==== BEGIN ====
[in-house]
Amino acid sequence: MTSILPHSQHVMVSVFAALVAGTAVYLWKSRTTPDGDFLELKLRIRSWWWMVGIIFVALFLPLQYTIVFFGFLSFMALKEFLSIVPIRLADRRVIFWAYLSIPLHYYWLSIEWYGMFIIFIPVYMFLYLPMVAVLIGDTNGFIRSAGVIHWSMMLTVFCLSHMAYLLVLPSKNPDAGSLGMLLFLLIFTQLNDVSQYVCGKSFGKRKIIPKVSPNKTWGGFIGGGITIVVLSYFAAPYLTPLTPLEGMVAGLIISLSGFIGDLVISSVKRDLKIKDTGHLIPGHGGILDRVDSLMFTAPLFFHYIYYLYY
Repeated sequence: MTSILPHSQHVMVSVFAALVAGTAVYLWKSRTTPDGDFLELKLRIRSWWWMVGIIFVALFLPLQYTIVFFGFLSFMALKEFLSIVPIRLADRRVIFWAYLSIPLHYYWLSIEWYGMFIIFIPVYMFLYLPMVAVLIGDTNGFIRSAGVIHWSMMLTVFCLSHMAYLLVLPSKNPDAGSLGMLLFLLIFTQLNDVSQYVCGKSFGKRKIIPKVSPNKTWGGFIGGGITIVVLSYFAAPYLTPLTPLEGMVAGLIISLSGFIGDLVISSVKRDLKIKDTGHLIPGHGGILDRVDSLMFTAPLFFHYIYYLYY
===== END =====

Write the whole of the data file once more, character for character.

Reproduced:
[in-house]
Amino acid sequence: MTSILPHSQHVMVSVFAALVAGTAVYLWKSRTTPDGDFLELKLRIRSWWWMVGIIFVALFLPLQYTIVFFGFLSFMALKEFLSIVPIRLADRRVIFWAYLSIPLHYYWLSIEWYGMFIIFIPVYMFLYLPMVAVLIGDTNGFIRSAGVIHWSMMLTVFCLSHMAYLLVLPSKNPDAGSLGMLLFLLIFTQLNDVSQYVCGKSFGKRKIIPKVSPNKTWGGFIGGGITIVVLSYFAAPYLTPLTPLEGMVAGLIISLSGFIGDLVISSVKRDLKIKDTGHLIPGHGGILDRVDSLMFTAPLFFHYIYYLYY
Repeated sequence: MTSILPHSQHVMVSVFAALVAGTAVYLWKSRTTPDGDFLELKLRIRSWWWMVGIIFVALFLPLQYTIVFFGFLSFMALKEFLSIVPIRLADRRVIFWAYLSIPLHYYWLSIEWYGMFIIFIPVYMFLYLPMVAVLIGDTNGFIRSAGVIHWSMMLTVFCLSHMAYLLVLPSKNPDAGSLGMLLFLLIFTQLNDVSQYVCGKSFGKRKIIPKVSPNKTWGGFIGGGITIVVLSYFAAPYLTPLTPLEGMVAGLIISLSGFIGDLVISSVKRDLKIKDTGHLIPGHGGILDRVDSLMFTAPLFFHYIYYLYY